Mid-1970s: River basin planning focused on soil erosion

10 years ago

    On Aug. 5, 1974, the Northern Maine Regional Planning Commission (NMRPC) was selected as the lead agency for preparing an EPA-funded Clean Water Act (Section 208) “Aroostook-Prestile Areawide Water Quality Management Plan.” The study area included the towns of Caribou, Washburn, Fort Fairfield, Presque Isle, Westfield, Easton, Mapleton, Mars Hill and Blaine.

    In May 1975, the Maine Department of Environmental Protection, in its document “Aroostook River Basin Water Quality Management Plan,” recommended that a “comprehensive and legally enforceable plan of agricultural erosion control” be a “primary consideration” for the northern Maine 208 project.

    Norman R. Kalloch, Jr. of Washburn, a soil scientist with the local USDA Soil Conservation Service (SCS), accepted a special assignment with the NMRPC. His outstanding work is reflected in the “Aroostook-Prestile Areawide Water Quality Plan” published in 1978. Following are selected findings concerning agricultural soil erosion from that report.

    Using the Universal Soil Loss Equation (USLE), the estimated average cropland soil loss in the nine-town area in 1975 was 7.6 tons per acre per year. SCS scientists pegged the “tolerable” soil loss rate at only 3 tons per acre per year to sustain “long-term soil productivity.”

    Of the 103,000 acres of area cropland, only 23 percent had an estimated soil loss below 3 tons per acre per year. “Most of the land in this category has favorable soil and slope conditions. The three to 10 ton soil loss category accounted for 58 percent of the cropland. In this range, the fruits of past soil conservation effort is most apparent, since it is estimated 25 to 35 percent of the land in this category originally had soil losses greater than 10 tons per acre, per year.” Estimated annual soil loss topped 10 tons per acre on 19 percent of the cropland.

    The study team assessed soil losses in 44 smaller watersheds within the Aroostook and Prestile basins. Researchers said “the usefulness of this information may lie in possible future programs to alleviate stream pollution and cropland degradation on a small area basis.”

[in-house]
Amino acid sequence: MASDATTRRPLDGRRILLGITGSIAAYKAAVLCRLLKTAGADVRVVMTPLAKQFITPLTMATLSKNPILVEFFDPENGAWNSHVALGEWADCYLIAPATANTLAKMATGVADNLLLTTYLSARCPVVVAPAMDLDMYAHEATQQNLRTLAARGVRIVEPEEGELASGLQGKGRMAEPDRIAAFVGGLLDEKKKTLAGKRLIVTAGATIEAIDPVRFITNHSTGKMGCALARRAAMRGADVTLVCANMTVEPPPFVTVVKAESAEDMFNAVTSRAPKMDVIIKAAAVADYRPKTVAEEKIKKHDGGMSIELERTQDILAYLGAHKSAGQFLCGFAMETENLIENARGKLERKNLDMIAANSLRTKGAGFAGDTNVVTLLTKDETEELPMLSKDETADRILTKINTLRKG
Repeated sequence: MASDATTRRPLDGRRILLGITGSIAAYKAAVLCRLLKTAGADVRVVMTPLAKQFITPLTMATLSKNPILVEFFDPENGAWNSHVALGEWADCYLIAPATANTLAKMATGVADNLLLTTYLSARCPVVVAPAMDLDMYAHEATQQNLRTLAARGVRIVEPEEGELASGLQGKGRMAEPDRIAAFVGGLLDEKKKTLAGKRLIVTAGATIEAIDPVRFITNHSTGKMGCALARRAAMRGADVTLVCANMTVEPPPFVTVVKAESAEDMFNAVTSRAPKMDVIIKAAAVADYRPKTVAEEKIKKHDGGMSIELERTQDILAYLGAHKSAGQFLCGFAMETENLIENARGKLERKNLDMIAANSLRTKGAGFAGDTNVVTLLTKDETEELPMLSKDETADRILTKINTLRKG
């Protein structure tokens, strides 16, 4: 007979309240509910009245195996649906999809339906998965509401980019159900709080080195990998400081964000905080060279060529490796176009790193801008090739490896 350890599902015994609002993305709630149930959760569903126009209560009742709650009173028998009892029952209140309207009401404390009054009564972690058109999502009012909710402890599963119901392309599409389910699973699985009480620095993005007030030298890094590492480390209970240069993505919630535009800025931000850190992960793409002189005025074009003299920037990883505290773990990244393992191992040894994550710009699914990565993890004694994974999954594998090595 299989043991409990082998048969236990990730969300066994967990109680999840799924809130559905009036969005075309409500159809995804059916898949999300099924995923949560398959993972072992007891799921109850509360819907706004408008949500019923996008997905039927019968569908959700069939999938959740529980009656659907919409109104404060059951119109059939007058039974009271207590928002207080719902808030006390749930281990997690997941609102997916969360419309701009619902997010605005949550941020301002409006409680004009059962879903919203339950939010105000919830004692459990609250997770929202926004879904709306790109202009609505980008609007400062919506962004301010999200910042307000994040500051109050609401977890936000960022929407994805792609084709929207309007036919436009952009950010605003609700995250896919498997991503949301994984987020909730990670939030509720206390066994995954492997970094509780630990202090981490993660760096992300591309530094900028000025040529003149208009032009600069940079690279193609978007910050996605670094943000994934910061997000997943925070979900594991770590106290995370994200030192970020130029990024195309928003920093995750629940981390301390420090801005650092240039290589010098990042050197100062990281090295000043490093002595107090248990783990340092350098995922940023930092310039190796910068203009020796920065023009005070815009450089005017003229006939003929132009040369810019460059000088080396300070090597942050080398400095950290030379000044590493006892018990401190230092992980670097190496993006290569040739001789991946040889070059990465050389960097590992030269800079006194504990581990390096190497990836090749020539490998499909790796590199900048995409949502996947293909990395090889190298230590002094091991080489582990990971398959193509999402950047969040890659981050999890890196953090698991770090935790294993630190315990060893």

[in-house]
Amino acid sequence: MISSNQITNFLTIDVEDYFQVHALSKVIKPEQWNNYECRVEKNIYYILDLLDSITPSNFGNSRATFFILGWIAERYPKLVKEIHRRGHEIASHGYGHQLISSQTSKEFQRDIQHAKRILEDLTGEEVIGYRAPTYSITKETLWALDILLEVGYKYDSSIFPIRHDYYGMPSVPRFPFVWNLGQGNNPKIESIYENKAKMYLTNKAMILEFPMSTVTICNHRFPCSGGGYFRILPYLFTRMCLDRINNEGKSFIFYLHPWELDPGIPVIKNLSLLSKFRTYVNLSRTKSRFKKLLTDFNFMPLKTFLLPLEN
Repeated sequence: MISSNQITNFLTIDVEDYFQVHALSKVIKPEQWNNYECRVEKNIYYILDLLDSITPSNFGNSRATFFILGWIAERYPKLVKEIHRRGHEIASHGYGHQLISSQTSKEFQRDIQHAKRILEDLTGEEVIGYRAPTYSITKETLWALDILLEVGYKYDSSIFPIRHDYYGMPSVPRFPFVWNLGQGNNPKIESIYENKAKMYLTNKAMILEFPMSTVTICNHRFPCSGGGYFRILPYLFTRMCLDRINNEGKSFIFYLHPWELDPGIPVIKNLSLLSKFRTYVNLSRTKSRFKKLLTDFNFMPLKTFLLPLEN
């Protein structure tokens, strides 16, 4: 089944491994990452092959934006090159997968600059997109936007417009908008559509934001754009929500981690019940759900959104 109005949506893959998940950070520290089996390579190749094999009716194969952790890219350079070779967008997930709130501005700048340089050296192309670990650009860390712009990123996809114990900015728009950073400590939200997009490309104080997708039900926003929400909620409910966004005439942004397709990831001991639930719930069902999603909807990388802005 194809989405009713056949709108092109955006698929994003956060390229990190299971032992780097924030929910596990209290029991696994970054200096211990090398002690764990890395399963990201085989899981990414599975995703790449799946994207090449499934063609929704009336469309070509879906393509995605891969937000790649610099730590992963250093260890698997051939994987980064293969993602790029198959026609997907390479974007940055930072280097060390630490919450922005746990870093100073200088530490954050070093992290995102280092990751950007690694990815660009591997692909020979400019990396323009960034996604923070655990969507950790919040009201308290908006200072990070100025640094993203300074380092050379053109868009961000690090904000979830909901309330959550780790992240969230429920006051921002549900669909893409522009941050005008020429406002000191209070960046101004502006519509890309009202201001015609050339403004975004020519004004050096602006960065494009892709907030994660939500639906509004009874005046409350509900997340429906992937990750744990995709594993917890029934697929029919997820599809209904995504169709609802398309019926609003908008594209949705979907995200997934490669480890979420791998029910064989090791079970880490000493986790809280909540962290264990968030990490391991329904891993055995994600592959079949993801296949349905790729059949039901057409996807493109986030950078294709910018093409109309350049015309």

The results revealed numerous opportunities for soil conservation efforts in the lower Aroostook watershed. These included [with 1975 estimated tons of soil loss per acre per year in brackets] Mantle Brook [5.24], Hanson Brook [6.22], Libby Brook [6.51], Merritt Brook [7.31], Monson Mill Brook [7.39], Hockenhull Brook [7.91], Colony Brook [7.97], Pattee Brook [8.14], and Conant Brook [9.94].

    Based on a 1977 study of Fort Fairfield’s Libby Brook, the study team declared that soil erosion could deliver about 15 to 17 percent of eroded soil as sediment to area brooks. This contributes to an increase in the total suspended solids (TSS) concentration, turbidity, and unsightly conditions. Suspended solids can harm fish habitat and cause abrasion to fishes’ gills interfering with gill functions and providing an avenue for diseases and parasites.

    TSS in area brooks and streams is extremely high during, and immediately after, rainstorms during the growing season. In 1976, a study of sediment concentrations in Conant Brook and McDonald Brook in Fort Fairfield during several storm events showed maximum TSS concentrations ranged from 91 to 3,312 milligrams/liter. These results exceeded the water quality standard of 80 mg/liter agreed upon by the U.S.-Canada Committee on Water Quality in the St. John River Basin.

    The authors added “since other possible sources of sediment were found to be negligible or nonexistent during a watershed land use study and field checks, we conclude with great certainty that almost all of the sediment was eroded from agricultural land.”

    Excessive cropland soil erosion can cause road maintenance issues. “It is estimated that several thousand cubic yards of sediment are removed each year from ditches in the project area at the expense of the taxpayer.” High erosion rates are also associated with high levels of nutrients and pesticides reaching the watercourses, as these substances are attached to the soil particles or dissolved in runoff.

    In the late 1940s, the SCS, in cooperation with the Central Aroostook Soil and Water Conservation District, wrote over 100 (typed and handwritten) plans of conservation operations for farmers each year, complete with land use maps and recommended practices. I still have our family’s plan dated Sept. 9, 1949.

    In its report, the NMRPC study team observed “from 1965 to 1970, roughly 115 plans (prior records are not available) were provided to farmers annually. Since that time there has been a continual decline. In 1975, only 12 plans were completed. The reasons for this drastic decline include changing priorities and reduced funding for farm conservation work in the local SCS office.”

   Steve Sutter is a retired agricultural and resource economist living on a Presque Isle riverfront property that has been in his family since April 12, 1854. This is the ninth installment of his series on the history of the Aroostook River.